Ready to use: Open source ERP

In this tip, two of our site experts sound off about recently introduced open source enterprise resource planning (ERP) software options.

Enterprise apps previously unknown to the open source world are now popping up all over the place. In this Q&A, two of our site experts sound off about recently introduced open source enterprise resource planning (ERP) software options. Ken Milberg is President and Unix Systems Consultant at Unix Solutions, and our resident Unix-to-Linux migration expert. Bernard Golden is the CEO of Navica, Inc., the author of a column on SearchEnterpriseLinux.com entitled "Golden's Rules," and our resident expert on software issues.

How is open source ERP software faring in the enterprise? Ken Milberg: Enterprise resource planning (ERP) software

is used to support the entire business function/process of the organization. In years past, one would hear the usual spiel about systems such as SAP and/or PeopleSoft being optimized and developed on Linux systems. While it is great that SAP has been available on Linux for many years and PeopleSoft is now joining the bandwagon, it speaks that much more to Linux and its strength as architecture, that companies are willing to use open source software to run their most critical business infrastructure.

Perhaps the most popular open source ERP system is developed by Compiere. It has received rave reviews and has many satisfied customers. Among other advantages, open source breeds the creativity lacking in the for-profit companies, and also provides for a much lower cost of ownership, as well as more control over what you want to do.

Is Compiere a good replacement or auxiliary to SAP and PeopleSoft?
Bernard Golden: Compiere is a combination ERP/CRM product. With a combined data metastructure for both types of functionality, it addresses the too-common problem of information silos that make it difficult to offer customers an integrated view of their order and service interactions. It is targeted toward organizations of less than $200 million in revenues, although this focus is more from a market segment choice rather than a technical limitation. Compiere has had nearly one million downloads.

It is not typical that Compiere and SAP operate cooperatively; it's sort of a "Who's the boss" situation. It's either one or the other if you want an uncomplicated, lower-cost configuration. Migrating the data from SAP to Compiere is a detailed but not difficult challenge. There are several options for data transfer – SQL, Java API, and CSV.

How well does it scale?
Golden:
One user is using Compiere to support over 200 retail outlets with several hundred users, with plans to move to 2,000 outlets.

Am I likely to encounter any challenges in switching to Compiere?
Golden:
The biggest challenge may be in configuring Compiere to meet the specific business needs of your company. Depending upon your company's industry, you may need to modify the data structures, workflows, etc. Compiere's partners can help in this effort if your organization is not able to perform this task.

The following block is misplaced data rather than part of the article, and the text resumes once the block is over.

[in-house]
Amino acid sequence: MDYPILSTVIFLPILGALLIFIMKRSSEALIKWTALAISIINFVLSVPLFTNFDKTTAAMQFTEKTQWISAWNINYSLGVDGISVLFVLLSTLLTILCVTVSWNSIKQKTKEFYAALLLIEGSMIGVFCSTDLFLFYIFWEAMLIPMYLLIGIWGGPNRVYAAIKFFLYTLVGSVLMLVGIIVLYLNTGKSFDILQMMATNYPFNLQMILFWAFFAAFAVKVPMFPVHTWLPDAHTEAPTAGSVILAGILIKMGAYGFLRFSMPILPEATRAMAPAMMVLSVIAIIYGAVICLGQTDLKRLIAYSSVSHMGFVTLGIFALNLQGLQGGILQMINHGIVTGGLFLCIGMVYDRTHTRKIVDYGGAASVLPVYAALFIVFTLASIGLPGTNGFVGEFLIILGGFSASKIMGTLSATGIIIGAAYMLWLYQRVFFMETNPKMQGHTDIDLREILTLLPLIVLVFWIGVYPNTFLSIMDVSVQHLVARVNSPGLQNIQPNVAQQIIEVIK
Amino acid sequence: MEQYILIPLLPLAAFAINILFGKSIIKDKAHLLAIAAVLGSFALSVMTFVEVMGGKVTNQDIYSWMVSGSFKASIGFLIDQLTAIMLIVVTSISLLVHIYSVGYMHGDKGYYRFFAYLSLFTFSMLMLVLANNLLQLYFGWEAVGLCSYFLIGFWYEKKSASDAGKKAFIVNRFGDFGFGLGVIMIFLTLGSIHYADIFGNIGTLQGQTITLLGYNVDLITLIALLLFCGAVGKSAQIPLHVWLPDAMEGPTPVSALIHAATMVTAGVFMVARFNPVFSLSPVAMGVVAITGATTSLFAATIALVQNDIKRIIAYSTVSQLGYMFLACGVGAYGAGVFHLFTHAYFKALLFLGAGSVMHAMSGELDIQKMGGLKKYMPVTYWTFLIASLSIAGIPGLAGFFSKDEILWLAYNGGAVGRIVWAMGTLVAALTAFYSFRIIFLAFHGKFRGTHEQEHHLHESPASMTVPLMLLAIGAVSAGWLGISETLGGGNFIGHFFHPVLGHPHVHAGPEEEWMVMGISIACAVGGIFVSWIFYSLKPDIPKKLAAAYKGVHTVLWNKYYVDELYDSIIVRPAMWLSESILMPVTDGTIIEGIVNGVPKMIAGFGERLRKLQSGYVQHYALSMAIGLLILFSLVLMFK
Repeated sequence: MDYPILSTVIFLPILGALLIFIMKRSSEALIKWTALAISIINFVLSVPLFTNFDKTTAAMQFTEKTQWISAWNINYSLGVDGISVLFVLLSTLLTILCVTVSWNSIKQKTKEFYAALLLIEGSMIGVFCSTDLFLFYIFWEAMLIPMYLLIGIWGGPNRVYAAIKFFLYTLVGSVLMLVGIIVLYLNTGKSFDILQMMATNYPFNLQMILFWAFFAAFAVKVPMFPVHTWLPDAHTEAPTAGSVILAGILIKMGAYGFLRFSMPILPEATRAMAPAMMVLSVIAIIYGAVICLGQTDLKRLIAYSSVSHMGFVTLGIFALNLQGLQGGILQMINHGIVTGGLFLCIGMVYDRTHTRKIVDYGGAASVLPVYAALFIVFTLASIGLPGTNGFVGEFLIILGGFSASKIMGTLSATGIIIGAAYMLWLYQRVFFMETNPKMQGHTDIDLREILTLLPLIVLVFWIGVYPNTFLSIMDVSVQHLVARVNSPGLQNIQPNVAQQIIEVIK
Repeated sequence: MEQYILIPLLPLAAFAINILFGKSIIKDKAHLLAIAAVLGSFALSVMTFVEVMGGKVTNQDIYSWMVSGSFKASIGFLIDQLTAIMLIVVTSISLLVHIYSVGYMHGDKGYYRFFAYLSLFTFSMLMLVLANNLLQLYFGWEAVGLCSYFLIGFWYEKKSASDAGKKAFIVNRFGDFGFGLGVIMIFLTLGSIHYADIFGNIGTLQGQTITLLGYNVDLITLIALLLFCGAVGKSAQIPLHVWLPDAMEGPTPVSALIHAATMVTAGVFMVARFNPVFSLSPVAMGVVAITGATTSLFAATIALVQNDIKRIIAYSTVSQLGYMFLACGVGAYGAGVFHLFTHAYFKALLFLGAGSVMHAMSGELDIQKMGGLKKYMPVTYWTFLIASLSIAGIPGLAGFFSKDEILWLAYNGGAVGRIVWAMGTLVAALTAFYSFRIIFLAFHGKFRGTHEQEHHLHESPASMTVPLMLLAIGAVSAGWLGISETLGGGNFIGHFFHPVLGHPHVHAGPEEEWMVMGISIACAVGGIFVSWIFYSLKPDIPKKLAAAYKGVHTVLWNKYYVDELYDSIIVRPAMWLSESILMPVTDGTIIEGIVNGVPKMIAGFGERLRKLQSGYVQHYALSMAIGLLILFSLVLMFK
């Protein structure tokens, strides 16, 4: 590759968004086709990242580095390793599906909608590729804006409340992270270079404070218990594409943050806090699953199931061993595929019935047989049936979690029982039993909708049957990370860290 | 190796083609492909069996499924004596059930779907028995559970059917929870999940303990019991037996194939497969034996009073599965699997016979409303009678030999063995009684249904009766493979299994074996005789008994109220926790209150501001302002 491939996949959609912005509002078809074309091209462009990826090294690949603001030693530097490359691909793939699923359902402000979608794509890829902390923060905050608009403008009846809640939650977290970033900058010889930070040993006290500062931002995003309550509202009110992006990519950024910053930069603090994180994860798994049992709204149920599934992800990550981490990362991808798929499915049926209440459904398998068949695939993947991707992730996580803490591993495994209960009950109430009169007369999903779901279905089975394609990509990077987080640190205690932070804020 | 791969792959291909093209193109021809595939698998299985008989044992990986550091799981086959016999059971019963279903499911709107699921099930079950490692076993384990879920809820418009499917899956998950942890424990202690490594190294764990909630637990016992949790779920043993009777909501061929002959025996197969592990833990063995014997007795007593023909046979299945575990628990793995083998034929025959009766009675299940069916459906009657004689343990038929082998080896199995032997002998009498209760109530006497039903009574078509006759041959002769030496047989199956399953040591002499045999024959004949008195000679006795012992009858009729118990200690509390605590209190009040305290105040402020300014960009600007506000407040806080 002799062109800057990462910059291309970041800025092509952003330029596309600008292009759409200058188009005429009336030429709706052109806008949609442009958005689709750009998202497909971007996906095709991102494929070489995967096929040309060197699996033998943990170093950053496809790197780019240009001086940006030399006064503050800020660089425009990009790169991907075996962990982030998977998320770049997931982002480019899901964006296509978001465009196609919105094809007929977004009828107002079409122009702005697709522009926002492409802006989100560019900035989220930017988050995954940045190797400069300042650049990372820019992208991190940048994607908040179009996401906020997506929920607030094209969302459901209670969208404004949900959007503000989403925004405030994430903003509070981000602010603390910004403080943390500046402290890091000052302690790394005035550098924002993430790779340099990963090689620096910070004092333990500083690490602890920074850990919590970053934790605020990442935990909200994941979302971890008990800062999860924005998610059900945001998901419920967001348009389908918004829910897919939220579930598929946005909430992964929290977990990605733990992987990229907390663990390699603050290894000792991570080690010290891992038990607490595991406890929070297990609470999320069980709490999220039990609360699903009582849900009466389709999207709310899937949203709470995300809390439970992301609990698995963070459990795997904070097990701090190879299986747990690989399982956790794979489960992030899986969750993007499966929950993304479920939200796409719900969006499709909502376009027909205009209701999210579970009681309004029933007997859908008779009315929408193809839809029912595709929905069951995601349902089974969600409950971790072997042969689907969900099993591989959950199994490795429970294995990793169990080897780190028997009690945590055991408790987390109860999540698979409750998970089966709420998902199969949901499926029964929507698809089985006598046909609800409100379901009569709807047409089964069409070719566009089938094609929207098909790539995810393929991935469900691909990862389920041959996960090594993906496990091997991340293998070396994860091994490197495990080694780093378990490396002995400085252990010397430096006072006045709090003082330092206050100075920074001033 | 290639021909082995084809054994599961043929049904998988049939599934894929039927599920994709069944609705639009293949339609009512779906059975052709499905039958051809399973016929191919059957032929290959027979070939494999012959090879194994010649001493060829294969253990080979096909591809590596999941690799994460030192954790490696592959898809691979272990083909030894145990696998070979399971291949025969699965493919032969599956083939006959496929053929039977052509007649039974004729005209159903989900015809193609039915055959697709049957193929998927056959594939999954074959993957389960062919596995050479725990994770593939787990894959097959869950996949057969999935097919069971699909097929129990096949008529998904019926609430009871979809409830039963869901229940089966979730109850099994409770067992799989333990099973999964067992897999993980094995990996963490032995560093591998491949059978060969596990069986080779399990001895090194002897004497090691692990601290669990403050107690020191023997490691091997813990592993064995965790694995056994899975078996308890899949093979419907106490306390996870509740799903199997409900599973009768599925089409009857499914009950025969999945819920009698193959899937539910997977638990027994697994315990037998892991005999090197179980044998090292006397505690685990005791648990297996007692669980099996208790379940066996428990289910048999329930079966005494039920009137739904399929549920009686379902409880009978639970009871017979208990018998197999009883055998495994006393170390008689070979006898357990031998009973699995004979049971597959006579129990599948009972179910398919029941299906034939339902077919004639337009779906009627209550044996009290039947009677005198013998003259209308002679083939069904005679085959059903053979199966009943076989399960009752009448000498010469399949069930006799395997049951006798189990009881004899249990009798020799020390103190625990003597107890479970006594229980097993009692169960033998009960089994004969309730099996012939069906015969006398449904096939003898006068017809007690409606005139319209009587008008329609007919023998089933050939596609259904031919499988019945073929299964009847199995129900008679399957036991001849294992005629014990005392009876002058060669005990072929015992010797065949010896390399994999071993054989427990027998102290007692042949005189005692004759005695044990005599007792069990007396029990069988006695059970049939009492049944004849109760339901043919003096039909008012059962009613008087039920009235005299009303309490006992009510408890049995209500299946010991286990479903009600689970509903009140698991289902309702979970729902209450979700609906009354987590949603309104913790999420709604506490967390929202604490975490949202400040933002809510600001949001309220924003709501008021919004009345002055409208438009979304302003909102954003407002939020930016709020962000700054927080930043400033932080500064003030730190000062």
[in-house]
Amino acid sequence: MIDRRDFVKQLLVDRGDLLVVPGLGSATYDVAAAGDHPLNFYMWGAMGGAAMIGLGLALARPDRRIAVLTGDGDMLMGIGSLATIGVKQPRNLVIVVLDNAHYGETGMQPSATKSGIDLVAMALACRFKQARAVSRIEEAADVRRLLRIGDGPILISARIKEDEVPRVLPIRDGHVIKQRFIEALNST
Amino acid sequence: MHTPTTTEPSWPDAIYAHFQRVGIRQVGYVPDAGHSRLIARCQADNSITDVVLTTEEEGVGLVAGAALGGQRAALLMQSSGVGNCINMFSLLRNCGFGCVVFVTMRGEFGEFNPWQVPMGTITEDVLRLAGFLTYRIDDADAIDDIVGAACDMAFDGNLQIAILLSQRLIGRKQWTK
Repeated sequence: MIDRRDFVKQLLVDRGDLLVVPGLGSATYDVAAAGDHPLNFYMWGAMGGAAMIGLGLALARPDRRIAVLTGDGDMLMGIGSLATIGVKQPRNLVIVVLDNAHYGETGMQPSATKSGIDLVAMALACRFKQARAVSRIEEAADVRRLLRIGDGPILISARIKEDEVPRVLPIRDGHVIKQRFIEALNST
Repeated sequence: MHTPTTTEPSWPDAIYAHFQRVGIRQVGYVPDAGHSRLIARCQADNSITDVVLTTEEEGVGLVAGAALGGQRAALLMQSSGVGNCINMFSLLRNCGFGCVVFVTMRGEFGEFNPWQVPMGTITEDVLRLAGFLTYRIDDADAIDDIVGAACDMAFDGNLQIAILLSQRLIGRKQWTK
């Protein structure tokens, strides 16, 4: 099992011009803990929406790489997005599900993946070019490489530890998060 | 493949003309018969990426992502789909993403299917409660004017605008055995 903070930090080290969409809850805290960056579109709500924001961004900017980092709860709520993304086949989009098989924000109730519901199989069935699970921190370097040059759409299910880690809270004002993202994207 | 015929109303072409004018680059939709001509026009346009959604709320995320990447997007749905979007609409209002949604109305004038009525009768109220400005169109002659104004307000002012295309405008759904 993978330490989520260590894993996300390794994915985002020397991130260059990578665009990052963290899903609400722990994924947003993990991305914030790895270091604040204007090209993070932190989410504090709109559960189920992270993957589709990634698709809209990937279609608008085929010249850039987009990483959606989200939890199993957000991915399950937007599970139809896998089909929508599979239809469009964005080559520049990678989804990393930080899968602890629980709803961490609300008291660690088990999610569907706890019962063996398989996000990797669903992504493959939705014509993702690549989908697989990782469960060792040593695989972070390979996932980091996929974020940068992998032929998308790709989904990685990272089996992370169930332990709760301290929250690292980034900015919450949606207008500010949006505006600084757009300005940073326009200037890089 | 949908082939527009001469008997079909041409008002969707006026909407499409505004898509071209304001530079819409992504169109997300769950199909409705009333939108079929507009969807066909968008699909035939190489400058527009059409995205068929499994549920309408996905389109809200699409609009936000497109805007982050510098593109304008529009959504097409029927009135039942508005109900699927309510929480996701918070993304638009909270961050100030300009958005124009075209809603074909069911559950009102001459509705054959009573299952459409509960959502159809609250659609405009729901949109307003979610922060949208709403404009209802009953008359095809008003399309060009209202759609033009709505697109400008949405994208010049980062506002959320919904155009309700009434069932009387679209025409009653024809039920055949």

As a side note, if you require additional assistance, partners are the only way to go. Jorg Janke, the founder of Compiere, chooses not to let his firm offer any services at all. Having worked at a couple of large ERP vendors he saw too many instances of partner conflict due to the vendor stepping in to snatch opportunities, and vowed not to let that happen with Compiere.

Are there vendors who implement and support these types of products?
Milberg:
Though organizations purchase ERP-type systems for a variety of reasons, usually they do so with the intention of trying to change the workflow of information processes and/or their ability to manage complex data more centrally and strategically. On most occasions, these organizations prefer to hire people to help them implement these types of changes. With respect to ERP systems, on their Website, the open source vendor Compiere provides a list of over 50 vendors that implement their software. Of course, there are also other solutions available for companies that don't have this kind of money, which include in-house training of IT staff.

Any advice for upgrading on Compiere?
Golden:
The key to a successful migration is planning, piloting, and communication. Determine what modifications you've made to SAP for your implementation. Confirm that you can accomplish these mods in Compiere. Put together a pilot installation and test whether the right functionality and results are available in Compiere. Then create a project plan -- and don't overlook the human deliverables as well. Change is stressful, so plan on lots of user interaction, and make sure you outline the benefits of moving to the new system in terms they appreciate -- like vastly lower cost and more flexibility in upgrades.

Why aren't more businesses using open source ERP?
Milberg:
Ultimately, the community also needs to do a better job of educating people that one need not have to pay money for consultants for help, and that that reaching out to the open source community, whether it is for Linux or ERP help, (through the Compiere user community), can be a great option for you, and can certainly save you a great deal of money.


For more information:
  • Ask Ken a question about Unix-to-Linux migration
  • Ask Bernard a question about open source software

  • This was first published in February 2005

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